The Benefits of Direct Contracting for Self-Funded Employers

Stethoscope and box of protective gloves

For many employers moving, from a fully-funded healthcare program to one that is self-funded is a smart decision because self-funded plans provide more control over expenditures. A self-funded plan is when an employer assumes the financial risk associated with providing healthcare benefits to its employees. Instead of paying fixed premiums to an insurer — which, in turn, assumes the financial risk of paying claims — the employer pays for medical claims out-of-pocket as they are incurred. According to the KFF and the Health Research and Educational Trust’s (HRET) Employer Health Benefits 2020 Annual Survey, Sixty-seven percent of covered workers are in a self-insured health plan.

There are many strategies a self-funded employer can implement to manage costs, including establishing a direct-contracting arrangement with healthcare providers for their services. Having a direct relationship with hospitals, physician offices, and facilities enables employers to negotiate rates for healthcare services and eliminates the “middle man” – the insurer. Employers receive discounted prices, putting additional cost savings into their hands. Just as you negotiate with suppliers directly for other products and services, you are now doing the same with healthcare providers to establish pricing for your organization as a preferred client. You get better pricing, and the provider has a built-in network of patients.

The Lack of Healthcare Price Transparency

There is little to no transparency in the cost of healthcare procedures and treatments. Oftentimes, patients don’t know the prices of healthcare services before they are provided. How could they? The starting price points are unknown, and hospitals or physicians charge different payers different amounts for the same services.

Facilities and physicians have a charge master for reporting the cost for procedures to the Centers for Medicare & Medicaid Services (CMS). There is, however, very little insight into what comprises those charges. Depending on where you go, knee surgery can cost $25,000, $50,000, or as high as $80,000. A report in the Wall Street Journal found that one hospital charges $6,241 to $60,584 for a C-section depending on the insurance plan covering the birth.

Why Direct Contracting Makes Sense

Upfront pricing helps employers establish payment models with providers, such as direct contracting, that would lower spending and reduce the administrative role, and associated costs, of insurance intermediaries. (Reference pricing, in which an employer pays up to an established price – the “reference price” – for a healthcare service, is another strategy that helps create transparency and manage costs.)

A growing number of healthcare providers are ready to engage in direct-contracting arrangements as these types of contracts guarantee steerage of business and revenue diversification. If you’re a large employer in a specific town or city responsible for hundreds or thousands of employees, you have clout with the providers in your area. They will want to negotiate pricing for their services with you to keep the business. In essence, direct-contracting arrangements embody the belief that “health care is local” and can serve to build valuable bonds between healthcare providers and local employers and their patients.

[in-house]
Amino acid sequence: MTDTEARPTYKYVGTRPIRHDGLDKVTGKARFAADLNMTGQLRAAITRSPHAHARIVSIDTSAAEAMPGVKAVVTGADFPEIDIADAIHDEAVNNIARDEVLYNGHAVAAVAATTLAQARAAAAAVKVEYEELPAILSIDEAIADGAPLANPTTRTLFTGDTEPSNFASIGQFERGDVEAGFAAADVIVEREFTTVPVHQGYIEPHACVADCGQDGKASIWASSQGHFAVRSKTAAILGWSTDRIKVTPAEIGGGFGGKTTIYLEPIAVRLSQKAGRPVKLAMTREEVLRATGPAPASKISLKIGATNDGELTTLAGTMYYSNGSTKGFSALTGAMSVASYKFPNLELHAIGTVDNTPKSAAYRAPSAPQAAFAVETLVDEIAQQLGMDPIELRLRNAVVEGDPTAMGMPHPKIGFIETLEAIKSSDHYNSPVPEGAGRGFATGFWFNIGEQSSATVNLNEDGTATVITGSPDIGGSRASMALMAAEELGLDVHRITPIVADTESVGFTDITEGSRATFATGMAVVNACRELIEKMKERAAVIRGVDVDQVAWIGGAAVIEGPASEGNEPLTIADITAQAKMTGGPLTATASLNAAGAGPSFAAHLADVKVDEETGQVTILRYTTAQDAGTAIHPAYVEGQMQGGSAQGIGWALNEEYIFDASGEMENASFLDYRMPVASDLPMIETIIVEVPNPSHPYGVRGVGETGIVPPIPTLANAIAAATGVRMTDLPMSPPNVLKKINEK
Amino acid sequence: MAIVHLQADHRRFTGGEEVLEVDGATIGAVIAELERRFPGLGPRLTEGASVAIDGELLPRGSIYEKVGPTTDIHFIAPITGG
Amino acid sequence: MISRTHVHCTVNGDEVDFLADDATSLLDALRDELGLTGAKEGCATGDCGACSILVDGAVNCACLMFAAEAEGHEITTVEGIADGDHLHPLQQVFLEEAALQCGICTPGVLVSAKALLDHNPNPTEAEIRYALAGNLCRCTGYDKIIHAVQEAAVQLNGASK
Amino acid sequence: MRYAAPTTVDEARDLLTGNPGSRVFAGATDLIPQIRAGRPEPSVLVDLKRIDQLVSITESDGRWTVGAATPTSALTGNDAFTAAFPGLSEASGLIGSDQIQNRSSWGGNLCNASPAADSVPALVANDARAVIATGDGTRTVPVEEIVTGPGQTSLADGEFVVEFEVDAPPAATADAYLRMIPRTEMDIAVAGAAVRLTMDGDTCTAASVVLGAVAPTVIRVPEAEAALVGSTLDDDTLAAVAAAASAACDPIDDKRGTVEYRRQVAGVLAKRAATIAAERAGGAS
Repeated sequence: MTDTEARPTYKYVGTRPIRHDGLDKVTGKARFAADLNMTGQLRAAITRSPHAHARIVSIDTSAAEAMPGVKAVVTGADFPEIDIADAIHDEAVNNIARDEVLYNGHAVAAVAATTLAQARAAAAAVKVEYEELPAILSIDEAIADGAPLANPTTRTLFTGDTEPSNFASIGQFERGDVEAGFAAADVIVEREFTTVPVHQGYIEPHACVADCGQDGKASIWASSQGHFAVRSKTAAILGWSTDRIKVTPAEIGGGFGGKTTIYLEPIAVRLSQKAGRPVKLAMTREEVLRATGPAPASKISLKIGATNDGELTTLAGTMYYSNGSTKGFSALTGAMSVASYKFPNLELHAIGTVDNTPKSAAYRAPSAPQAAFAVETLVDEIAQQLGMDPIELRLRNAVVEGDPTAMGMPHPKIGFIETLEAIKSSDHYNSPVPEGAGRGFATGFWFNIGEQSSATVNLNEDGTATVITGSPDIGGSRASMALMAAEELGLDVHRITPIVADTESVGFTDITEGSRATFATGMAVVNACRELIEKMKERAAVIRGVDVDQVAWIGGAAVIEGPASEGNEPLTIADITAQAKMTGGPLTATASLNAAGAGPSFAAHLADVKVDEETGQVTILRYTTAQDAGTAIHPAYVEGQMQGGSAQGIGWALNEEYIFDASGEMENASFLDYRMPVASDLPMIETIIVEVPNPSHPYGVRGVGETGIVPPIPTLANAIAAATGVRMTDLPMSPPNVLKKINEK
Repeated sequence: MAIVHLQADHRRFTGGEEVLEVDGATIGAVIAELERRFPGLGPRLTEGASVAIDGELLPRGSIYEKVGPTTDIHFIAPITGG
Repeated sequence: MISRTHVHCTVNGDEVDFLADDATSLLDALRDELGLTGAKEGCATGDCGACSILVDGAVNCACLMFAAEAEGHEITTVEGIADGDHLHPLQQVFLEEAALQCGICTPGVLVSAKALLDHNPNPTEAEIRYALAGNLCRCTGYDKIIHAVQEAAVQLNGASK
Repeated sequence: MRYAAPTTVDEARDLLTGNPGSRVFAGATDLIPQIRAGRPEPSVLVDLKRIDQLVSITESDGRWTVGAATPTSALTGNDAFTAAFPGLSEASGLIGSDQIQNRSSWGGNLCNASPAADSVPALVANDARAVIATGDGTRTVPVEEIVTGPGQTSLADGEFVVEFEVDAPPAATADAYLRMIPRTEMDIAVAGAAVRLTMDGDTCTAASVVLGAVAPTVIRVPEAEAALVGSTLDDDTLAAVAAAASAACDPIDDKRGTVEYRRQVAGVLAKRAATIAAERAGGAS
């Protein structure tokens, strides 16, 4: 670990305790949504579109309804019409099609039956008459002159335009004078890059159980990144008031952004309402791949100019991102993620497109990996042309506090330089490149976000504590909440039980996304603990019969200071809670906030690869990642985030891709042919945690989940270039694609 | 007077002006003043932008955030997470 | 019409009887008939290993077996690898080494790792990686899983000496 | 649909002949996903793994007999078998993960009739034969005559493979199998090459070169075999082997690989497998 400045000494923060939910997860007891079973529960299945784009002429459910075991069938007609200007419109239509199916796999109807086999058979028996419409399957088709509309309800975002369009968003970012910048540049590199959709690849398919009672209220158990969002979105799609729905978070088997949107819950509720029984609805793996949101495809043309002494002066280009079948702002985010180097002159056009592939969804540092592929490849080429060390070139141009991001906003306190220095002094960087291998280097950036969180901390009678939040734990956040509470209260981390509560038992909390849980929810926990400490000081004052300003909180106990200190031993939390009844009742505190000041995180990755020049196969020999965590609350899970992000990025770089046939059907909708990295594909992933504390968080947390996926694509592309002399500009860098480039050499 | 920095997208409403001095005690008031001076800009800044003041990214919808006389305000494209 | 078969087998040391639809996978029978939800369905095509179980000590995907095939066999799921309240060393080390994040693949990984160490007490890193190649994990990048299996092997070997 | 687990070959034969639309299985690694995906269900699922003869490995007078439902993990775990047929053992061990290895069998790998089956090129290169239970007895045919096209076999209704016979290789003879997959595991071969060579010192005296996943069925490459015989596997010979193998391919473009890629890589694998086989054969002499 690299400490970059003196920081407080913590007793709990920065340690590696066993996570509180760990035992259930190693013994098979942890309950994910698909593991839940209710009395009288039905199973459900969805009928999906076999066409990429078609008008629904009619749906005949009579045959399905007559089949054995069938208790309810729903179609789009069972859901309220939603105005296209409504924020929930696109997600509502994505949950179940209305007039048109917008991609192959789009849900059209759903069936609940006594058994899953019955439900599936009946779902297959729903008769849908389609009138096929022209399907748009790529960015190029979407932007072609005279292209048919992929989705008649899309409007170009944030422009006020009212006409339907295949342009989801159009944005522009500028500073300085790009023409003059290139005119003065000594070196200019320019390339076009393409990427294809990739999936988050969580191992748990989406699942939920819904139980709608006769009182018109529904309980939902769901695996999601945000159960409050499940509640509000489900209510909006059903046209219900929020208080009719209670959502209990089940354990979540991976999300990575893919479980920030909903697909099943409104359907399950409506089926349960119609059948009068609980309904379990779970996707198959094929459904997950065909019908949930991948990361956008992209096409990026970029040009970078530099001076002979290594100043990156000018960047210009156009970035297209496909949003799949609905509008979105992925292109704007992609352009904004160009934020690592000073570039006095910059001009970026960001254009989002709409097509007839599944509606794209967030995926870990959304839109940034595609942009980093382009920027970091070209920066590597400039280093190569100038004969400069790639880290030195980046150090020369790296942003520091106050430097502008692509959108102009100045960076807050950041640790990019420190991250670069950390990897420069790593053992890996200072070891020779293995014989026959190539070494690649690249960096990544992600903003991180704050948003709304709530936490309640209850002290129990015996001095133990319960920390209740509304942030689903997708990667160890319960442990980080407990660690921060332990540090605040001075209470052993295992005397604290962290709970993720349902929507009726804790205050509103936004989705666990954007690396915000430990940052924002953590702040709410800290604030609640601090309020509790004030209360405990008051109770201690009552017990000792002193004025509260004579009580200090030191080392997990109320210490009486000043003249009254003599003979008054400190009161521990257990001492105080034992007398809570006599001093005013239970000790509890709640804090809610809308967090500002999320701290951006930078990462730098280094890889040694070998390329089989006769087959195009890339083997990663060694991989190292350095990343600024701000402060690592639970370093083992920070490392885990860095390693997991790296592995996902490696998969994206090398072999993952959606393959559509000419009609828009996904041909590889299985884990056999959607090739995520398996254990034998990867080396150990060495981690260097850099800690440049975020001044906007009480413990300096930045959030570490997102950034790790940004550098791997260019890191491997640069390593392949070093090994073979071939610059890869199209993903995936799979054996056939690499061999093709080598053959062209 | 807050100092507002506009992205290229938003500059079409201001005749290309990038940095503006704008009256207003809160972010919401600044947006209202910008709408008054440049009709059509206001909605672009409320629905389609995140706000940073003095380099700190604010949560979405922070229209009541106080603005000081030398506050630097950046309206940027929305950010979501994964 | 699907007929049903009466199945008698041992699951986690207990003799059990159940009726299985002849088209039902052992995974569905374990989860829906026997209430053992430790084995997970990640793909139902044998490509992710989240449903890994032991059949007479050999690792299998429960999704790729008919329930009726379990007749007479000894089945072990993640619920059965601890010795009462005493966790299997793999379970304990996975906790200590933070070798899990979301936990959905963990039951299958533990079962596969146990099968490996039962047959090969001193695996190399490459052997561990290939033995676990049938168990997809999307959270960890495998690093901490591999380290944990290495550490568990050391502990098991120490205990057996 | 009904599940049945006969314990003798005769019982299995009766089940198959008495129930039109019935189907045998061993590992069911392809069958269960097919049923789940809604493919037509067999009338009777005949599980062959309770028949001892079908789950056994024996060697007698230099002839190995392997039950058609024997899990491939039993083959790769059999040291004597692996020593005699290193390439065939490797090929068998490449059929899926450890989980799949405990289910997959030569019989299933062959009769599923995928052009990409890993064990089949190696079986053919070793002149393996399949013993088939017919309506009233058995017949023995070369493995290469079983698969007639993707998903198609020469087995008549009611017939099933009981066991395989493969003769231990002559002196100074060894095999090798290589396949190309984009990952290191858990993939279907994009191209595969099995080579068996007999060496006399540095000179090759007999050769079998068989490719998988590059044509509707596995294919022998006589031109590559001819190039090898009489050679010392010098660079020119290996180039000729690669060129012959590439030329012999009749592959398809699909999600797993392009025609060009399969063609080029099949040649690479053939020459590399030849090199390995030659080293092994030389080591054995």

In addition, a provider’s claims with a direct contract are paid much more quickly. If everyone knows and agrees to the price points for specific procedures, a claim typically will be paid by the employer within 30 to 60 days rather than by the insurance company, which takes 120 days to pay the claim. For many hospitals, their biggest complaint is the time it takes to receive payments. The self-funded employer pays the claims as they come in, so the providers are willing to offer better-negotiated rates.

It’s important to be aware that direct contracting is complex and requires navigating and coordinating relationships between the employer, the provider, and the third-party administrator (TPA) to facilitate claims payments and audits. In addition, network adequacy and capacity must be carefully assessed to ensure that employees have convenient, reasonably timely access to care. Employers and providers negotiating direct-contract arrangements will also need to ensure compliance with an array of legal issues.

BKS Partners provides assistance with establishing direct-contracting arrangements between providers and employers. Our goal is to help improve the financial performance and quality of an employer’s health plan. We will analyze the resources available to improve overall financial performance and employees’ healthcare experience and outcomes, with the goal to provide high-quality, low-cost care.

DISCLAIMER

 

This material has been prepared for informational purposes only and was generated from information provided to BKS from the client and/or third-party sources. Therefore, BKS makes no warranty or representation(s) as to the accuracy or appropriateness of the data and/or the analysis herein. This information is not intended to provide, and should not be relied on for, tax, legal or accounting advice. You should consult your tax, legal and accounting advisors for those services.

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